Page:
ROME — As it expands its fleet of sensor-loaded Gulfstream jets, the Italian Air Force has set its sights on acquiring the Compass Call electronic-attack variant now being test-flown for the United States, the service’s chief has said.
Italy already operates two Gulfstream G550 business jets converted for early warning missions (CAEW) and has ordered two more with signals-intelligence capabilities, as well as six other unconverted G550s which are yet to be officially given a role.
Air Force chief Gen. Luca Goretti told Defense News that those six aircraft would become “a mix of CAEW and Compass Call” aircraft, meaning Italy will have a ten-strong G550 fleet divided into three different variants.
Test flights are now being undertaken in the United States of a G550 converted into an EC-37B Compass Call electronic-attack jet, following a U.S. Air Force contract handed to L3Harris Technologies in 2017, with ten jets to be initially acquired.
The deal involves transferring electronic-attack systems into G550s from aging EC-130H aircraft which have been in service for decades with the U.S. Air Force and cannot manage the speed and altitude of the more modern Gulfstream.
The systems on Compass Call aircraft are designed to disrupt enemy command and control communications, radars and navigation systems.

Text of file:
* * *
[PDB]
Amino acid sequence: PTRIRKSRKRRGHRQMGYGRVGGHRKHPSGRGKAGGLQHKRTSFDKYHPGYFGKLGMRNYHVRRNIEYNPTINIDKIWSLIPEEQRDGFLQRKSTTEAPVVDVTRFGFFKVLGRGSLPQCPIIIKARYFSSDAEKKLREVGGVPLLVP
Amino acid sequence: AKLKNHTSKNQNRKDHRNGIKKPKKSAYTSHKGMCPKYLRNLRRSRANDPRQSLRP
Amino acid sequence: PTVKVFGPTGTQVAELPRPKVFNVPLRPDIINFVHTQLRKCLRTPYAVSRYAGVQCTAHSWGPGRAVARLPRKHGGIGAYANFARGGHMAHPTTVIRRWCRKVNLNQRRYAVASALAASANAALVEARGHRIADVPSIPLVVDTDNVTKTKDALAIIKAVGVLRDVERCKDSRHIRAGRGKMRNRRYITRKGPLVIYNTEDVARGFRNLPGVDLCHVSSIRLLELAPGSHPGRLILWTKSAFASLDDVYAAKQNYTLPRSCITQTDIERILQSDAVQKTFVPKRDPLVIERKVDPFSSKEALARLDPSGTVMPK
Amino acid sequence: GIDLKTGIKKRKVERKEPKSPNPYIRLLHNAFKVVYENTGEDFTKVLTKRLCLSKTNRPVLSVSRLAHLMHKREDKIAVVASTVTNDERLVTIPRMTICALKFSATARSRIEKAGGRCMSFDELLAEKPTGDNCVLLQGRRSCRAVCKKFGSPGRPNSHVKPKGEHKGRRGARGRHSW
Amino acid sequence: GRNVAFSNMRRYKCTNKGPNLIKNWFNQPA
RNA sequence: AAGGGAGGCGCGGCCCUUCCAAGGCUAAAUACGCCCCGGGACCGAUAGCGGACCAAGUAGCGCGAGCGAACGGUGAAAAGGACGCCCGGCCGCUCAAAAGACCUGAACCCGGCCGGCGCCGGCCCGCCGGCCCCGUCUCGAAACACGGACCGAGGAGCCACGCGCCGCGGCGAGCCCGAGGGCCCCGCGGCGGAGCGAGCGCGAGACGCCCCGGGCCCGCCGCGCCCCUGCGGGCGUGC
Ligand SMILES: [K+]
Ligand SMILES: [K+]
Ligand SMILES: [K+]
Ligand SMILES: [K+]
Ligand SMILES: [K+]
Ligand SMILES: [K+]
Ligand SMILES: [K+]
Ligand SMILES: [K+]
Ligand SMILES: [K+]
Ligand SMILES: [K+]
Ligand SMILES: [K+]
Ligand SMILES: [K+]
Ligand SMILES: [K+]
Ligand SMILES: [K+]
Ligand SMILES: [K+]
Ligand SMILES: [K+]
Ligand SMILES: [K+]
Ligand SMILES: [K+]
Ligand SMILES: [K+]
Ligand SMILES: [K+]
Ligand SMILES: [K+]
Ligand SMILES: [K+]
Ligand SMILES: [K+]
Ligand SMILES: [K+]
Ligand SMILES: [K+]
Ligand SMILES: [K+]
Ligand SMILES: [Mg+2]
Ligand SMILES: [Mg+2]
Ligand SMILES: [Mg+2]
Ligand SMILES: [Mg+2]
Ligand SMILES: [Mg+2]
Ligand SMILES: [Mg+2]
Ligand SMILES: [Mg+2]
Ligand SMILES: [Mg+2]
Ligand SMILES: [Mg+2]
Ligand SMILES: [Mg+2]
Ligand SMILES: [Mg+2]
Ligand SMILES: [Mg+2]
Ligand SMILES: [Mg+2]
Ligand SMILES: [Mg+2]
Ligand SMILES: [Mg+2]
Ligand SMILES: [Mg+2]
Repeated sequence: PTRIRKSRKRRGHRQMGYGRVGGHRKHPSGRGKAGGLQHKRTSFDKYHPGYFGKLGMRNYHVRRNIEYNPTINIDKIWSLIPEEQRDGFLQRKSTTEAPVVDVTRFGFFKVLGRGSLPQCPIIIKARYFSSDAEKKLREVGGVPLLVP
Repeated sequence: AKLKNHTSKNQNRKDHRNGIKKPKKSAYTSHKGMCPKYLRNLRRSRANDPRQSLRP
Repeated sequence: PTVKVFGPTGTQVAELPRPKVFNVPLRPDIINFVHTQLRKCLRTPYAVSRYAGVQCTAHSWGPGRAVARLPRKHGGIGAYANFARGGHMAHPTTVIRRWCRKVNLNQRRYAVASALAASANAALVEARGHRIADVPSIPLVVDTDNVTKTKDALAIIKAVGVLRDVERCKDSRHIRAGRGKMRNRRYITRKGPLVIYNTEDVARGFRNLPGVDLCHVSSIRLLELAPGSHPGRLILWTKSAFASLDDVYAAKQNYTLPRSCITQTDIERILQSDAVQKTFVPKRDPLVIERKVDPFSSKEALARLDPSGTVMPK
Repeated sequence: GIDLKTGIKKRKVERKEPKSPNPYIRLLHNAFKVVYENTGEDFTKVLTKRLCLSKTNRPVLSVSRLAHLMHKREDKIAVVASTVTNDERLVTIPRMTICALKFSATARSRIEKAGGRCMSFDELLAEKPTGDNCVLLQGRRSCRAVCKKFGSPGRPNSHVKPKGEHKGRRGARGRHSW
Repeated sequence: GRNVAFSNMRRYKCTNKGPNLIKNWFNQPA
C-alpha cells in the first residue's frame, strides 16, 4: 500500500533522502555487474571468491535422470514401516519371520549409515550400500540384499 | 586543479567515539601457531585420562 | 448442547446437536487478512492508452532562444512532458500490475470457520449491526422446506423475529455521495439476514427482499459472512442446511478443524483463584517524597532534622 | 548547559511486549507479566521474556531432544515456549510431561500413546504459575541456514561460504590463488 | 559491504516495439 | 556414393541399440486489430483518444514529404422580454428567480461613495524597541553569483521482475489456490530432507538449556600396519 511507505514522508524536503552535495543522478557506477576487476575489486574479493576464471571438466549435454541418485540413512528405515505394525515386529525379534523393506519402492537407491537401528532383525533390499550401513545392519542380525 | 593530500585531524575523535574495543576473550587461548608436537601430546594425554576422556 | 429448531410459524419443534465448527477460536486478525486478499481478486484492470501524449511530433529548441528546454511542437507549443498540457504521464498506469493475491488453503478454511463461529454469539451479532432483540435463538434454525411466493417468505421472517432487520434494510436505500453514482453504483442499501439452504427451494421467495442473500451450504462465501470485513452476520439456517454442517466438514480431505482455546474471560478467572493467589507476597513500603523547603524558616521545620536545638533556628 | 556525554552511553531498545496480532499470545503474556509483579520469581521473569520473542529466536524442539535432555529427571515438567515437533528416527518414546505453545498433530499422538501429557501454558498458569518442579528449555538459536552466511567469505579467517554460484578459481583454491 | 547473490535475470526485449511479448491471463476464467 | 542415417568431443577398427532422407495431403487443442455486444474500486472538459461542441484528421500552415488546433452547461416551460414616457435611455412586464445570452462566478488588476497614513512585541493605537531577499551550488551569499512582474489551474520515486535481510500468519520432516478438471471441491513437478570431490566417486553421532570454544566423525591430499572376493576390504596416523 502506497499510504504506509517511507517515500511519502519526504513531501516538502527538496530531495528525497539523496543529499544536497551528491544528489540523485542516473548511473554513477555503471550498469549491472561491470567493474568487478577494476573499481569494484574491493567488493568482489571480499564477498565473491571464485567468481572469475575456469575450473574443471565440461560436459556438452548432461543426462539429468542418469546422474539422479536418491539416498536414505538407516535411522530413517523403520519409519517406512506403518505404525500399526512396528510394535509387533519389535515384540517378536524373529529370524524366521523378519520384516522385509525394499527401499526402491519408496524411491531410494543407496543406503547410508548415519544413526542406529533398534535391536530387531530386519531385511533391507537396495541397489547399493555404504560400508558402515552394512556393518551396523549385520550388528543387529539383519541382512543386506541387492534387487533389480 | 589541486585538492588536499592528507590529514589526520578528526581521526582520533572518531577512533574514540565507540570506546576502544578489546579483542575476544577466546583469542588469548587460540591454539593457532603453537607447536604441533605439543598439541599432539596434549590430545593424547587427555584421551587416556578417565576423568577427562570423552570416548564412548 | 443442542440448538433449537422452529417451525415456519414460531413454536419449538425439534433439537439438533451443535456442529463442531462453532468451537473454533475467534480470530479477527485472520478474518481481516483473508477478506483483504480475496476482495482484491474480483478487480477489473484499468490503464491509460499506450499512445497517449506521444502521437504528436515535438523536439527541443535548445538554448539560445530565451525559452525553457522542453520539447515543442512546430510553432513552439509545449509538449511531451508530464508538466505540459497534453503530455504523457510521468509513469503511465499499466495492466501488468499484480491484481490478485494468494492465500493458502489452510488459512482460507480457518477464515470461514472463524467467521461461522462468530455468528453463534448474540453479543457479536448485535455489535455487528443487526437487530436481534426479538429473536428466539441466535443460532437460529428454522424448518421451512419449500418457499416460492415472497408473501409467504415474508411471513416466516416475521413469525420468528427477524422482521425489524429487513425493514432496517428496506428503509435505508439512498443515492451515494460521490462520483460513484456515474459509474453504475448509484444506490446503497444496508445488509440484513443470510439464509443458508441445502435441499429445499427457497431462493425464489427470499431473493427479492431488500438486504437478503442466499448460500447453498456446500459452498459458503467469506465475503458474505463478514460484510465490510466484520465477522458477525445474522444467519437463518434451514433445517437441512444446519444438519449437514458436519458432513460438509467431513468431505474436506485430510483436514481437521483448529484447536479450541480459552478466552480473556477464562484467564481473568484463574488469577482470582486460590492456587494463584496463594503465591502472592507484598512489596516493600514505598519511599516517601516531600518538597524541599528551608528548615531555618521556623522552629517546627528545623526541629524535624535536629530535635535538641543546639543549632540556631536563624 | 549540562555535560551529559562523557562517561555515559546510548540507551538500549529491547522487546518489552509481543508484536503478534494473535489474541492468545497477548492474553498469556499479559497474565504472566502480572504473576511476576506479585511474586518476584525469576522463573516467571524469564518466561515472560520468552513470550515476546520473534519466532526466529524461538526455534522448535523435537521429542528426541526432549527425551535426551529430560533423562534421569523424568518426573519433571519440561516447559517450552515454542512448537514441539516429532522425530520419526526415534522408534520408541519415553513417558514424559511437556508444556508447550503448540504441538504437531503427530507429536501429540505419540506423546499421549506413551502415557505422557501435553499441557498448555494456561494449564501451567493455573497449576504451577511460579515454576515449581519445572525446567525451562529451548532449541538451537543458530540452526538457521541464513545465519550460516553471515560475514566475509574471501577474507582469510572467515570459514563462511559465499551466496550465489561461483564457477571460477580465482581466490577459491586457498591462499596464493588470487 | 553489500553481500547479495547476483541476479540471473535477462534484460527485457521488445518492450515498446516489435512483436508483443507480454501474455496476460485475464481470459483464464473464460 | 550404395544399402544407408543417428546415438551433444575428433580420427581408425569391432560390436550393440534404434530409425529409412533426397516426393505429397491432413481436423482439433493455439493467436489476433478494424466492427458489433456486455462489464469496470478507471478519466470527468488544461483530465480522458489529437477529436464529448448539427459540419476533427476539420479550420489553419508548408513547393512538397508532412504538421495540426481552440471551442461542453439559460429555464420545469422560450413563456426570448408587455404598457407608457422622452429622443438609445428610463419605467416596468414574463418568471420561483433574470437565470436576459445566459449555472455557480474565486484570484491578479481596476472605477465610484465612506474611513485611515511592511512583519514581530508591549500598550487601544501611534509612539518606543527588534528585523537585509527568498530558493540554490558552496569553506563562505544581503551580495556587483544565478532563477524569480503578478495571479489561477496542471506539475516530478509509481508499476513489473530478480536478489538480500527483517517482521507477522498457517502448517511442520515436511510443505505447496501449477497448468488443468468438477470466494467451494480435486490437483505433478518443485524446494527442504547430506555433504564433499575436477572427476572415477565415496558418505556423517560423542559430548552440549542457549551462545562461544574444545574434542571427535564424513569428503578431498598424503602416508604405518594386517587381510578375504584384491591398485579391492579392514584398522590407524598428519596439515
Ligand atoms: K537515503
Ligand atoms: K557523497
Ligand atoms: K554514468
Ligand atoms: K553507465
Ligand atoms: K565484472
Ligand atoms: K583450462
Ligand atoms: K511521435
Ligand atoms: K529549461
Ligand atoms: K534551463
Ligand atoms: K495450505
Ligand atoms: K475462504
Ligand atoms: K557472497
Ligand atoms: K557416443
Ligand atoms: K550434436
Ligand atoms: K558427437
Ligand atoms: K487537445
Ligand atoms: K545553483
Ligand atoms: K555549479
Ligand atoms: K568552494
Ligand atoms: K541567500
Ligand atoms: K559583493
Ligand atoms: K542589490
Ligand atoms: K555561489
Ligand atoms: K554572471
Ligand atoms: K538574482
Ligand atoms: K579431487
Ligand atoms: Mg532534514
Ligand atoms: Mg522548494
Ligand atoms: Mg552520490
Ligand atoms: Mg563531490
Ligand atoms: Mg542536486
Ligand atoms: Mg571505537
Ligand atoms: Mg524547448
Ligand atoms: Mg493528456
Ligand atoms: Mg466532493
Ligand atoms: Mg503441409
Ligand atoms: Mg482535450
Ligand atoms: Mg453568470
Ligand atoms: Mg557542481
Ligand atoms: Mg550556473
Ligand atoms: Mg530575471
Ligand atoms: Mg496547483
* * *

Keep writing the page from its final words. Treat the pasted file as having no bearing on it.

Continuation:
Adapting the G550 involves modifying the aircraft’s exterior and installing radomes and antennas.
Italy would need U.S. approval before obtaining Compass Call G550s.
The two Gulfstream G550′s Italy flies now in Conformal Airborne Early Warning, or CAEW, format were purchased from Israel’s IAI in 2012 as part of a swap deal under which Israel purchased 30 M-346 trainers from Italian firm Leonardo.
Thanks to a 2020 Foreign Military Sales deal with the U.S. worth $500 million Italy is now set to receive two more G550s in a type of signals-intelligence (SIGINT) format dubbed Airborne Intelligence, Surveillance, Reconnaissance, and Electronic Warfare (AISREW).
With L3Harris as prime contractor, the United States listed likely on-board kit for the AISREW aircraft including the L3Harris Rio communications intelligence system (COMINT), the MX-20HD electro-optical turret from the same firm and the Osprey 50 radar by Italy’s Leonardo, which offers synthetic aperture radar and ground moving target indicator functions.
Italian officials have said the electro-optical and radar capability make the Italian aircraft more than SIGINT jets.
That leaves the six unconverted G550s Italy has also purchased, which Goretti said he aims to be converted to both Compass Call and CAEW format.
“The two CAEWs operated by Italy have proved really useful and efficient during the Ukraine conflict because they can loiter, and they can avoid the need to use larger assets like the NATO AWACS aircraft, which means a saving,” he said.
“We will buy more to cover multiple theaters, from missions undertaken with our allies to our national interests in the south to Kuwait,” he added.
Tom Kington is the Italy correspondent for Defense News.